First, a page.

Then there's the long decline and fall of the GTO, as well as the beginning of the larger, slower decline of General Motors. We learn quite a bit about the organizational dysfunctions within GM that ultimately helped bring the company to its knees; GM lived in fear of being broken up by antitrust regulations as recently as the late 1960s, and the idea that its vast resources couldn't buy its way out of any trouble died hard on the 14th Floor.
By the mid-1970s, Wagners had his own company, Motortown, and that's the point at which Glory Days became most interesting for me. Motortown was behind such Malaise Era tape-stripe-and-spoiler hits as the Mustang Cobra II and Pontiac Can Am, but the Motortown concepts that failed to get any takers in Detroit are even better. The Boss Pinto! The SPacer AMC Pacer-based custom van!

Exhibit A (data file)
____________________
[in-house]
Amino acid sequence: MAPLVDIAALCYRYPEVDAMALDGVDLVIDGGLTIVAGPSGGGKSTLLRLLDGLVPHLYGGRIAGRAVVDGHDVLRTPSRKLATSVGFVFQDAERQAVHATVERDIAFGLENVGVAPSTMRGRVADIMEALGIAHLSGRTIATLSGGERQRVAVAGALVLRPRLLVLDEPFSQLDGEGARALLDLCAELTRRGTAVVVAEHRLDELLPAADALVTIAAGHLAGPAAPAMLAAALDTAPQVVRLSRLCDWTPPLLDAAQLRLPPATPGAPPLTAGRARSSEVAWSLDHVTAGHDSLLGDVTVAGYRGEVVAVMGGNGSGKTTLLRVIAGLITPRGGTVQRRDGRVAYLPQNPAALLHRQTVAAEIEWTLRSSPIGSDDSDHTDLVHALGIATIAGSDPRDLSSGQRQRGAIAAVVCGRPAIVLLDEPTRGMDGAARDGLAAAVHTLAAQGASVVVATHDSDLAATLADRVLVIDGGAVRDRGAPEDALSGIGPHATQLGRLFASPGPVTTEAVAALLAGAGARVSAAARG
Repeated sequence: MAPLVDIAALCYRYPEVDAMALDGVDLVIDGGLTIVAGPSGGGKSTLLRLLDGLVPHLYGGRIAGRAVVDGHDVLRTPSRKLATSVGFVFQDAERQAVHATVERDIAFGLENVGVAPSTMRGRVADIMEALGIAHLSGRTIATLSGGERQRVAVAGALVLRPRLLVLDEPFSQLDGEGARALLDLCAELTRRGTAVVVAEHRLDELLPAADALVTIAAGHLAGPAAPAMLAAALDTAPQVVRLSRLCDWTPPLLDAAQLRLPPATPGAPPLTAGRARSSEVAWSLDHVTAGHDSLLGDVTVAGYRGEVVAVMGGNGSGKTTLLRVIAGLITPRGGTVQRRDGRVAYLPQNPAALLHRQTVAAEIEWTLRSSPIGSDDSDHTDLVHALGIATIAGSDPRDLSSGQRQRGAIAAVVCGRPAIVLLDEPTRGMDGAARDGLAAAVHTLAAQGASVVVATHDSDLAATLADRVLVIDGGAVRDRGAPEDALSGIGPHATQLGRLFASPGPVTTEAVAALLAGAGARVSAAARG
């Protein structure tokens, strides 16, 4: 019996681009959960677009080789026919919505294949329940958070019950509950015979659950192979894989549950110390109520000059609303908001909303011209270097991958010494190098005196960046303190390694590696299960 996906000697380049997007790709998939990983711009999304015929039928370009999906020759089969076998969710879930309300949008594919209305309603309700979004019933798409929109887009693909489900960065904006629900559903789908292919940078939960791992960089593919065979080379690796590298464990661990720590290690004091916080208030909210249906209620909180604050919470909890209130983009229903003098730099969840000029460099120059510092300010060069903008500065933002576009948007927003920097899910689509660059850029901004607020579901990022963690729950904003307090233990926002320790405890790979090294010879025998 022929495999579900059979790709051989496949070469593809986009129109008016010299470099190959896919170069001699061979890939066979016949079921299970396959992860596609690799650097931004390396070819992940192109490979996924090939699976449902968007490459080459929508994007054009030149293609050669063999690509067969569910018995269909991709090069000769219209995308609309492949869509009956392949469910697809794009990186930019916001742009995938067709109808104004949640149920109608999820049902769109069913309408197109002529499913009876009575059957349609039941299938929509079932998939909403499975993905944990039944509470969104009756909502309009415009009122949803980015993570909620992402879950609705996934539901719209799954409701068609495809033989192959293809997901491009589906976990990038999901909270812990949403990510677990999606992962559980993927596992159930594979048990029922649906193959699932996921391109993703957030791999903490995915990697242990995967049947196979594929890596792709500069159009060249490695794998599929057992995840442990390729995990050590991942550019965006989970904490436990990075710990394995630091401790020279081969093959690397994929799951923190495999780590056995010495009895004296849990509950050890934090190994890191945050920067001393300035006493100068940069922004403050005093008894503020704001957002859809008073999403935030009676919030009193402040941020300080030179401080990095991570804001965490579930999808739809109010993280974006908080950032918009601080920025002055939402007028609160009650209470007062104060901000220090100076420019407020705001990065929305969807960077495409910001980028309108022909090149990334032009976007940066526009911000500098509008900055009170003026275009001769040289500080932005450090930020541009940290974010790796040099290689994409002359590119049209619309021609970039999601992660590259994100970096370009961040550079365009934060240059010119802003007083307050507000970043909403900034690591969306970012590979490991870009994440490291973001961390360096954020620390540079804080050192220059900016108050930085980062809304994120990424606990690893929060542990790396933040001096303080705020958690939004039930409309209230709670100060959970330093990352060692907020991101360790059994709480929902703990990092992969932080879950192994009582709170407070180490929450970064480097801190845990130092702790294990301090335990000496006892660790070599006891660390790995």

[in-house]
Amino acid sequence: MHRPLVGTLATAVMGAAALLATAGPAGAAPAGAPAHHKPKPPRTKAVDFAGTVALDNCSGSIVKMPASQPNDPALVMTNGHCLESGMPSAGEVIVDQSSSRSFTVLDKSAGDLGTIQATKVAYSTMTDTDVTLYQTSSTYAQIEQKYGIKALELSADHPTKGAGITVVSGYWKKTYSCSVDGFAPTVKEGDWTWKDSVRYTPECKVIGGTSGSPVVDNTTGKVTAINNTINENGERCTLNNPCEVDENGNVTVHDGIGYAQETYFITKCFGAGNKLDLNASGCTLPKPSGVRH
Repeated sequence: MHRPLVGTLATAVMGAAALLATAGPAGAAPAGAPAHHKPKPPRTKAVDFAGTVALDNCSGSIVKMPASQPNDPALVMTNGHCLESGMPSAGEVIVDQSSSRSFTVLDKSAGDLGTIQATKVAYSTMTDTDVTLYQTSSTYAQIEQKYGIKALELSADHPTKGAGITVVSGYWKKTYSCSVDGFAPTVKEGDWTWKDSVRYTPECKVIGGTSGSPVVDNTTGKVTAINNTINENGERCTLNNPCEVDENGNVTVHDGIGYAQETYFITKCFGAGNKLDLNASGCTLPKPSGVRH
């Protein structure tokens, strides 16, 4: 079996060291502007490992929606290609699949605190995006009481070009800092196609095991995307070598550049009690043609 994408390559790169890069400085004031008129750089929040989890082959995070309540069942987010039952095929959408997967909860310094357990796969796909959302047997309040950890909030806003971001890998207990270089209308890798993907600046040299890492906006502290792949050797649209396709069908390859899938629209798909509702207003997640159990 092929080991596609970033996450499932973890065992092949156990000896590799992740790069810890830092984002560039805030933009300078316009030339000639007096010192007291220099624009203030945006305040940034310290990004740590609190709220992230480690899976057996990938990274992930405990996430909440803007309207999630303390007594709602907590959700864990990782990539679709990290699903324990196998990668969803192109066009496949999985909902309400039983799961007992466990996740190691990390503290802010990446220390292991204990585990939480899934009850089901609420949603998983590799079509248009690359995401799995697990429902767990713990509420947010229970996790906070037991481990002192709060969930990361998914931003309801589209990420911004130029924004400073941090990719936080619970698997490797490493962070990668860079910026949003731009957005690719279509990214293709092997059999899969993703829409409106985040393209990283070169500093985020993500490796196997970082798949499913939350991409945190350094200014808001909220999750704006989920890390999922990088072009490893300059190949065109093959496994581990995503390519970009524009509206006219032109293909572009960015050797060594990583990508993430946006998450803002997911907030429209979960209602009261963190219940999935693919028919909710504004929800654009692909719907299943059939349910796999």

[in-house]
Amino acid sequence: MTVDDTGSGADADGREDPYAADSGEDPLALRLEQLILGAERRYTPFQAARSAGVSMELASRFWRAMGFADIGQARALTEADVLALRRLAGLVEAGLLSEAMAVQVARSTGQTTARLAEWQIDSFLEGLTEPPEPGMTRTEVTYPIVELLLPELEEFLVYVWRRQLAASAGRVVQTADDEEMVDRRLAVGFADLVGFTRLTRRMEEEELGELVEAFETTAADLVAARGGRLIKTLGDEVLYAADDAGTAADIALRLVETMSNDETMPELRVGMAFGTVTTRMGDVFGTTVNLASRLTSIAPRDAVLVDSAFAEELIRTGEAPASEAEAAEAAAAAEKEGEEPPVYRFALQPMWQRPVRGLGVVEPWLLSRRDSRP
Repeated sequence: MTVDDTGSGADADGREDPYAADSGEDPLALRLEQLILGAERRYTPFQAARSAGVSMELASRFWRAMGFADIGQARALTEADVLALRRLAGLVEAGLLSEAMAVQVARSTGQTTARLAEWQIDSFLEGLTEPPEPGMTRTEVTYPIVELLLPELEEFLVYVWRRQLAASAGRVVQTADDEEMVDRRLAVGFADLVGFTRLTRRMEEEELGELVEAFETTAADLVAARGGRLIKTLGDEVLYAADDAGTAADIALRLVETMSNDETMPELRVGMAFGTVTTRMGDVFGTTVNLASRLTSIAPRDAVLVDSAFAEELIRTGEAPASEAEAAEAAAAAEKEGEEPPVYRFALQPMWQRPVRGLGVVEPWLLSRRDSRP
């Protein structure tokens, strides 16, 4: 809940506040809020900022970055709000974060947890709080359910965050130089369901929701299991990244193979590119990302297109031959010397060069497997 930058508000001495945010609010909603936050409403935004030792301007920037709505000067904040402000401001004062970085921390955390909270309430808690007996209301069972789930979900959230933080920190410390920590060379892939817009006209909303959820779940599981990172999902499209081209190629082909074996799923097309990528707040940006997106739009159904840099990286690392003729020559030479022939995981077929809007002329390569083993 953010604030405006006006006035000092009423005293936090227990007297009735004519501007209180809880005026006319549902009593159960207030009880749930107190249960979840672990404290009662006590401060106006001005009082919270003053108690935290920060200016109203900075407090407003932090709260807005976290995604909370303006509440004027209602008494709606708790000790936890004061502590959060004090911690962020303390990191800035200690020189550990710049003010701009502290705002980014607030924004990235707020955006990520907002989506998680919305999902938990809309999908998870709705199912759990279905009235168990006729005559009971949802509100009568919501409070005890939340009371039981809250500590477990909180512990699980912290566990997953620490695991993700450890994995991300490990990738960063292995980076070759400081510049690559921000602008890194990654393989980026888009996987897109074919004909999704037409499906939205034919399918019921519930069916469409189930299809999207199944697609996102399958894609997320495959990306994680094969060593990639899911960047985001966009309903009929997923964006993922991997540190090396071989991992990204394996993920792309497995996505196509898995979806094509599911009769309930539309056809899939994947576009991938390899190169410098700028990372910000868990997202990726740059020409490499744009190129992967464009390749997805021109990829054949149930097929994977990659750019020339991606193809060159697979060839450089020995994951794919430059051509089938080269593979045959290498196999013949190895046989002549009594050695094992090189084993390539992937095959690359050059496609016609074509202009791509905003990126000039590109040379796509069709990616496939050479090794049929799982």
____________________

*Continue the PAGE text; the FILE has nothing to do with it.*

All in all, a good read even for those who don't have any particular love for the GTO. Wangers is a pro writer, so you won't end up clutching your head in incomprehension or groaning at yet another passage in generic ghost-writerese, and you'll come away from the book with a much improved understanding of the way marketers create our cars. Four-rod rating; Murilee says check it out!
Reprinted with permission from Glory Days, © Bentley Publishers, all rights reserved